Just one example: the authors say that they “used data from intention-to-treat analyses (and only if not reported … used data from per-protocol analyses)”. They also say that they “did not report values the wrong way around”. Even with my glasses on, I still see their numbers as the wrong way around.
For the rest, I don’t see any rebutting of errors.
Naudé et al also insist that they studied low-carb diets. However, as Harcombe pointed out, they did not. She has speculated that that’s likely the result of their well-documented support for industry-led, high-carb, low-fat dietary guidelines. The researchers seem chronically unable to understand what a low-carb diet is and is not.
A scientific Groundhog Day?
The authors suggest that Noakes and Harcombe have themselves erred and “show lack of understanding of current methods in evidence synthesis”.
Yet the National Research Foundation recently renewed Noakes’s A1 rating as a scientist, making him one of the few in the world with that rating. In other words, Noakes is an acknowledged world authority in his research fields: both sports science and nutrition.
Harcombe, who recently completed her Ph D, is a specialist in nutrition and obesity research.
The Naudé reviewers say that they “welcome scrutiny and comments”. They say that having considered (Noakes and Harcombe’s criticisms) “carefully”, they “stand by” their review results. The researchers “also report that in overweight and obese adults randomised to low-carbohydrate or iso-energetic balanced diets, there is probably little or no clinically important difference in average changes in cardiovascular risk factors for up to two years”.
They appear stuck in a scientific Groundhog Day. They appear, as a contact on Twitter has reflected, to be giving “alternative facts”.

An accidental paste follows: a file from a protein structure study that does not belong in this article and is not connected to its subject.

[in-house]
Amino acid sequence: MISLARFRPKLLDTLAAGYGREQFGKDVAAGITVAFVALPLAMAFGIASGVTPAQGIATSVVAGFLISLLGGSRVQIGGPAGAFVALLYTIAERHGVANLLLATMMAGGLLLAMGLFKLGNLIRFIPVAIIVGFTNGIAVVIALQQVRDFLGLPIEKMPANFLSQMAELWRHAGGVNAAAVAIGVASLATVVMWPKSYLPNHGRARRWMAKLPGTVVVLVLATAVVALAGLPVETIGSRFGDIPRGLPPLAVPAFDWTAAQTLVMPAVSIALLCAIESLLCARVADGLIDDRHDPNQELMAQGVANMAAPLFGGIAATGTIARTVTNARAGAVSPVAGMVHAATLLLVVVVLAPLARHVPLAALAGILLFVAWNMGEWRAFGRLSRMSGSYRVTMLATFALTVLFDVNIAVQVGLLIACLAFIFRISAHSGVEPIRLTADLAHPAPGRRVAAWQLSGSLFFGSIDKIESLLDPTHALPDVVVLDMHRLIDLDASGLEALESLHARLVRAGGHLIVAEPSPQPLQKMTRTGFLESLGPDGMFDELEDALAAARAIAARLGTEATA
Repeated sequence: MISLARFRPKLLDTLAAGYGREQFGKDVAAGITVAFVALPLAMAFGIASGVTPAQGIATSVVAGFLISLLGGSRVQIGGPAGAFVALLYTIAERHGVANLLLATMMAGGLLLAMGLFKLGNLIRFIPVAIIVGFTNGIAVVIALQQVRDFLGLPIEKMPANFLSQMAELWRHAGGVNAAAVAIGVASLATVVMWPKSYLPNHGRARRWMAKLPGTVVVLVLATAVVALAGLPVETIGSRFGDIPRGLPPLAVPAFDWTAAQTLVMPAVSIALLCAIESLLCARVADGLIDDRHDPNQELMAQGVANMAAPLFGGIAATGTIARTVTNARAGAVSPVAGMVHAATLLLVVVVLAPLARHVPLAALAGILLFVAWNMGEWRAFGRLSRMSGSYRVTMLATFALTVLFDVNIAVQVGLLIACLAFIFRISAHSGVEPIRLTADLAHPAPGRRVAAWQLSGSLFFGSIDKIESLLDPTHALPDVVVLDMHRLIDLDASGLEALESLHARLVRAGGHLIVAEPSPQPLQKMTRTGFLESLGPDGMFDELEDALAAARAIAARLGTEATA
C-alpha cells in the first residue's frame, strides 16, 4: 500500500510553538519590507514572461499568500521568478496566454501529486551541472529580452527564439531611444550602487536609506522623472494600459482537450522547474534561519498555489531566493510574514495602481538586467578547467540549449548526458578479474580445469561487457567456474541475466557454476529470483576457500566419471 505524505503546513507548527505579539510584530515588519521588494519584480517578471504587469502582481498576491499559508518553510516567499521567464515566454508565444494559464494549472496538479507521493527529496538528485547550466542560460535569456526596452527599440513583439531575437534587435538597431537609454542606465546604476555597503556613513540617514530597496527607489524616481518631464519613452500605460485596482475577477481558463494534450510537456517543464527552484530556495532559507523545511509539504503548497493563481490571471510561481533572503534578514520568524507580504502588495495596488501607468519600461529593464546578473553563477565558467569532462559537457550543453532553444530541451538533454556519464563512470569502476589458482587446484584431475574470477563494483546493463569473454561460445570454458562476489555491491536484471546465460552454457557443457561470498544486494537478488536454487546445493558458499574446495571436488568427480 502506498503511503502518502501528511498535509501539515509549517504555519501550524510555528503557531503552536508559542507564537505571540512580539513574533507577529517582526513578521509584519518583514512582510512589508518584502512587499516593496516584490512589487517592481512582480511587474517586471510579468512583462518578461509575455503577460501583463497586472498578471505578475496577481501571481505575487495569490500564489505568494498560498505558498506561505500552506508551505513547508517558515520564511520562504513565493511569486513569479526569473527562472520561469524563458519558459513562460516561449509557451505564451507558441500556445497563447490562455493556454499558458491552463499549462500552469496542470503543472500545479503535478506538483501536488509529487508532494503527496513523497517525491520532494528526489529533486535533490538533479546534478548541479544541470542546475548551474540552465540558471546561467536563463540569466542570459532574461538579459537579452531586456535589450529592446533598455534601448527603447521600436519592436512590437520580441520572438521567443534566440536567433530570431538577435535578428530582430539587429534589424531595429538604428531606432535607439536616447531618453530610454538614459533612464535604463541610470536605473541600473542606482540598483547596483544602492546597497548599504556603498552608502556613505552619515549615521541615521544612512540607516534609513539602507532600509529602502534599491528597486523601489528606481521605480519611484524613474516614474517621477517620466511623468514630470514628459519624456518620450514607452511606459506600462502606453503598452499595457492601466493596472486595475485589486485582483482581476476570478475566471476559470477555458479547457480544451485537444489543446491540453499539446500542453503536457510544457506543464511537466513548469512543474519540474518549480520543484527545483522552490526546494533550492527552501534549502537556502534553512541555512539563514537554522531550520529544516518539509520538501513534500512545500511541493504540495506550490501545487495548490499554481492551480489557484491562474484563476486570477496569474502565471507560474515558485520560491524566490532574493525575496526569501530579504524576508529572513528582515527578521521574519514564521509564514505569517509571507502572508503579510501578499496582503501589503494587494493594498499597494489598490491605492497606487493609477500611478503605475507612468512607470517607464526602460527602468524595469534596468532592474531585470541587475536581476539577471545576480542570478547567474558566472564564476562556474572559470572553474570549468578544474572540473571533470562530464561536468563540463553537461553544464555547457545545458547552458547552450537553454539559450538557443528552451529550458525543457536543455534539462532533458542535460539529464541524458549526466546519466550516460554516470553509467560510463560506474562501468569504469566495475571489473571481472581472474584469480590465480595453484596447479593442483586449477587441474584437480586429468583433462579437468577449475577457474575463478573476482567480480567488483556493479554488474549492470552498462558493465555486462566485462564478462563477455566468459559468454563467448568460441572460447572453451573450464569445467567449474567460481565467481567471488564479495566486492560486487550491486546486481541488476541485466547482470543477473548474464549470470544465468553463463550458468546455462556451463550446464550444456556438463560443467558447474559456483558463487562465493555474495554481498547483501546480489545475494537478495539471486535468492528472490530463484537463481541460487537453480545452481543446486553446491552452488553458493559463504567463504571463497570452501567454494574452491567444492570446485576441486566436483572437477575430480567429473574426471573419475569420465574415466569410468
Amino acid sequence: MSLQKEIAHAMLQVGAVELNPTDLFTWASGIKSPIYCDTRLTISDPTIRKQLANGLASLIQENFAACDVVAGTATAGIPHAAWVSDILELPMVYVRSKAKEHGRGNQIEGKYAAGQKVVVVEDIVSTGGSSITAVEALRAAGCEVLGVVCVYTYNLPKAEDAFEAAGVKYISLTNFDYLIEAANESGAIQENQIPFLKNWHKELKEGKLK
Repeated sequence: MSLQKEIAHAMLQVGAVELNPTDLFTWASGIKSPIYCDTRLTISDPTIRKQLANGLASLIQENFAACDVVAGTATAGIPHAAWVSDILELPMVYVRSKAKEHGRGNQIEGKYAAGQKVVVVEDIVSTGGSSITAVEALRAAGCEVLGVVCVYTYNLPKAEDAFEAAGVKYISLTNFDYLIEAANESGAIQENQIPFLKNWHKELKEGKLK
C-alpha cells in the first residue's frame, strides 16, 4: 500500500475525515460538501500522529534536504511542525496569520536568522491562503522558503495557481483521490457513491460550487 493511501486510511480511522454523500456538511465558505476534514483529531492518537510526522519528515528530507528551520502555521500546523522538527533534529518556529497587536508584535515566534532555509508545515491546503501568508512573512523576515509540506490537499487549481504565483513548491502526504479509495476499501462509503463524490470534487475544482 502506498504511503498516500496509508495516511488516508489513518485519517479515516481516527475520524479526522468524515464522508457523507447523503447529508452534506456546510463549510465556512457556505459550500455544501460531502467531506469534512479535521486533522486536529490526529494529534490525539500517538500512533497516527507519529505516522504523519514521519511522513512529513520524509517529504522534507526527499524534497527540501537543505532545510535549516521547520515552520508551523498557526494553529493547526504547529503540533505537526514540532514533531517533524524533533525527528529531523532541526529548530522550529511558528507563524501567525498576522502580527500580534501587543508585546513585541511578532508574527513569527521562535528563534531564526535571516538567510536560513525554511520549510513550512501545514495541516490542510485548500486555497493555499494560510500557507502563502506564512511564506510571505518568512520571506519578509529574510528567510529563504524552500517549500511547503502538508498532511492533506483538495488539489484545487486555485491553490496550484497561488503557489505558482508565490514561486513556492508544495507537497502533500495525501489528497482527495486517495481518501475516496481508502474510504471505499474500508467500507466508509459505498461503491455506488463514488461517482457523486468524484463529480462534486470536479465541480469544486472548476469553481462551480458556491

Thus, the Naudé Review authors probably intend their letter as a distraction from their real intention.
Click here to read: ILSI ‘queenpins’ trying to nail him?
My guess is their intention is the same as that of anti-Noakes media responses to the study. These hailed the study in 2014 as “debunking Banting” and discrediting Noakes. Yet the Naudé Review never mentioned Banting or Noakes.
The authors never bothered to correct the impressions.
It’s likely the same reason that a mainstream media report on the SAMJ letter also immediately trumpeted it as giving Noakes a “fat lip” in the “Banting wars”. Where that headline comes from is anyone’s guess.
Shaky pillar of case against Noakes
But there’s another reason that the Naudé Review authors may be unwilling – or unable – to admit to any mischief. The Health Professions Council of SA (HPCSA) has used it as the pillar of its case against Noakes.
That’s not just my opinion. It’s straight from a dietitian “horse’s” mouth, so to speak – Johannesburg dietitian Claire Julsing Strydom herself. Strydom set off the “Nutrition Trial of the 21st Century”, as the public has dubbed the HPCSA case against Noakes, by lodging a complaint against Noakes.